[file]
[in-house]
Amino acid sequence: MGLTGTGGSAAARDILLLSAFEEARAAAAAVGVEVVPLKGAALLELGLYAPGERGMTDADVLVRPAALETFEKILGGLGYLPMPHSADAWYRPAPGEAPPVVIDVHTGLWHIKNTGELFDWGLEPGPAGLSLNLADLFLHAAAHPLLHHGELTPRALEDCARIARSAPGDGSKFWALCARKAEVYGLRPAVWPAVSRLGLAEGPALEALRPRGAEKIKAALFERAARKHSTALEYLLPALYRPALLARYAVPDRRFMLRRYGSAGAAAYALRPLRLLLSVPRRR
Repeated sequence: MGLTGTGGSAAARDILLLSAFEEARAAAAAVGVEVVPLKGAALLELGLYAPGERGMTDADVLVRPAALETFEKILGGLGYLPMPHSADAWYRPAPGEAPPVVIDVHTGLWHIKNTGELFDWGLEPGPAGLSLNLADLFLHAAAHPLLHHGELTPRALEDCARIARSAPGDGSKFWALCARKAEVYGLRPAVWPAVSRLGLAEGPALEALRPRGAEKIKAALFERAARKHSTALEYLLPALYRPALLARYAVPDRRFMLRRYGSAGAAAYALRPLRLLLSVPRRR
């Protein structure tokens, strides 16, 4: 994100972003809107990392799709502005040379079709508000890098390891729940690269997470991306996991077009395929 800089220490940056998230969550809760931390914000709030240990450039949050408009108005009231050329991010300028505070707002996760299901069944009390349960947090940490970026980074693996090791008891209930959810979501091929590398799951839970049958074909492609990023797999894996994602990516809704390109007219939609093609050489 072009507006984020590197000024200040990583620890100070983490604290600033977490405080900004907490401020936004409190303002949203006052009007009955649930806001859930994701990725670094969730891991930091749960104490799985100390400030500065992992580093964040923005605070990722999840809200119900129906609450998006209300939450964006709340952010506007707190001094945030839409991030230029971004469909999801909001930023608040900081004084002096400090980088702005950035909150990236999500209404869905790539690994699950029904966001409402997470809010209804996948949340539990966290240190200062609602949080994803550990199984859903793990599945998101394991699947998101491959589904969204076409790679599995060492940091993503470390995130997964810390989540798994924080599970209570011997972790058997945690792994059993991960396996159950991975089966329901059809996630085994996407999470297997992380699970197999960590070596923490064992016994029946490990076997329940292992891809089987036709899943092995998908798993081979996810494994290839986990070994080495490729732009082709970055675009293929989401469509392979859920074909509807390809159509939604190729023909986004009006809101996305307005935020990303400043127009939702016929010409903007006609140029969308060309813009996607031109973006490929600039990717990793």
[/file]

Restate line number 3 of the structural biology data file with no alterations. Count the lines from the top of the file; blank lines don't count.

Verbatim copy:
Repeated sequence: MGLTGTGGSAAARDILLLSAFEEARAAAAAVGVEVVPLKGAALLELGLYAPGERGMTDADVLVRPAALETFEKILGGLGYLPMPHSADAWYRPAPGEAPPVVIDVHTGLWHIKNTGELFDWGLEPGPAGLSLNLADLFLHAAAHPLLHHGELTPRALEDCARIARSAPGDGSKFWALCARKAEVYGLRPAVWPAVSRLGLAEGPALEALRPRGAEKIKAALFERAARKHSTALEYLLPALYRPALLARYAVPDRRFMLRRYGSAGAAAYALRPLRLLLSVPRRR